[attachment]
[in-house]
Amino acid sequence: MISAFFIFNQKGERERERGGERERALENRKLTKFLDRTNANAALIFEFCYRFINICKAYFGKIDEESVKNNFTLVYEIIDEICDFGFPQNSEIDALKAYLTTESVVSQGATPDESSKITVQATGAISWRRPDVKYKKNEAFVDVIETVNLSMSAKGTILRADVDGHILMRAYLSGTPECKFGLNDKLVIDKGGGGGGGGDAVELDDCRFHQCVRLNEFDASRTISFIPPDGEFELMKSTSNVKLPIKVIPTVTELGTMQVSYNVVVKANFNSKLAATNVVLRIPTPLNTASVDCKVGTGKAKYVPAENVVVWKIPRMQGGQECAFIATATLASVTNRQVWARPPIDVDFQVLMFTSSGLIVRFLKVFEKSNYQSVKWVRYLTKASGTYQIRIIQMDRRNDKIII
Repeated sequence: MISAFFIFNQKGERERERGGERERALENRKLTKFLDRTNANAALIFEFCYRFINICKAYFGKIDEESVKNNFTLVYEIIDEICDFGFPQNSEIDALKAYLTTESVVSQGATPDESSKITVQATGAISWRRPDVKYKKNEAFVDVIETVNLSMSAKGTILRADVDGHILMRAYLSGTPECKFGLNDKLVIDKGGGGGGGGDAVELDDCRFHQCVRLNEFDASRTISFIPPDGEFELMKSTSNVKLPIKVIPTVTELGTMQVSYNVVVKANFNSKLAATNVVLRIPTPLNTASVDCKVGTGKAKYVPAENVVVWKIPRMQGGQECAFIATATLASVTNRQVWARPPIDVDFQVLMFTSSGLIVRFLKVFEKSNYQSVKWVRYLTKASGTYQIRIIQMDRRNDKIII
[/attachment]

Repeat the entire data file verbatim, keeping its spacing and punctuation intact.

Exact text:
[in-house]
Amino acid sequence: MISAFFIFNQKGERERERGGERERALENRKLTKFLDRTNANAALIFEFCYRFINICKAYFGKIDEESVKNNFTLVYEIIDEICDFGFPQNSEIDALKAYLTTESVVSQGATPDESSKITVQATGAISWRRPDVKYKKNEAFVDVIETVNLSMSAKGTILRADVDGHILMRAYLSGTPECKFGLNDKLVIDKGGGGGGGGDAVELDDCRFHQCVRLNEFDASRTISFIPPDGEFELMKSTSNVKLPIKVIPTVTELGTMQVSYNVVVKANFNSKLAATNVVLRIPTPLNTASVDCKVGTGKAKYVPAENVVVWKIPRMQGGQECAFIATATLASVTNRQVWARPPIDVDFQVLMFTSSGLIVRFLKVFEKSNYQSVKWVRYLTKASGTYQIRIIQMDRRNDKIII
Repeated sequence: MISAFFIFNQKGERERERGGERERALENRKLTKFLDRTNANAALIFEFCYRFINICKAYFGKIDEESVKNNFTLVYEIIDEICDFGFPQNSEIDALKAYLTTESVVSQGATPDESSKITVQATGAISWRRPDVKYKKNEAFVDVIETVNLSMSAKGTILRADVDGHILMRAYLSGTPECKFGLNDKLVIDKGGGGGGGGDAVELDDCRFHQCVRLNEFDASRTISFIPPDGEFELMKSTSNVKLPIKVIPTVTELGTMQVSYNVVVKANFNSKLAATNVVLRIPTPLNTASVDCKVGTGKAKYVPAENVVVWKIPRMQGGQECAFIATATLASVTNRQVWARPPIDVDFQVLMFTSSGLIVRFLKVFEKSNYQSVKWVRYLTKASGTYQIRIIQMDRRNDKIII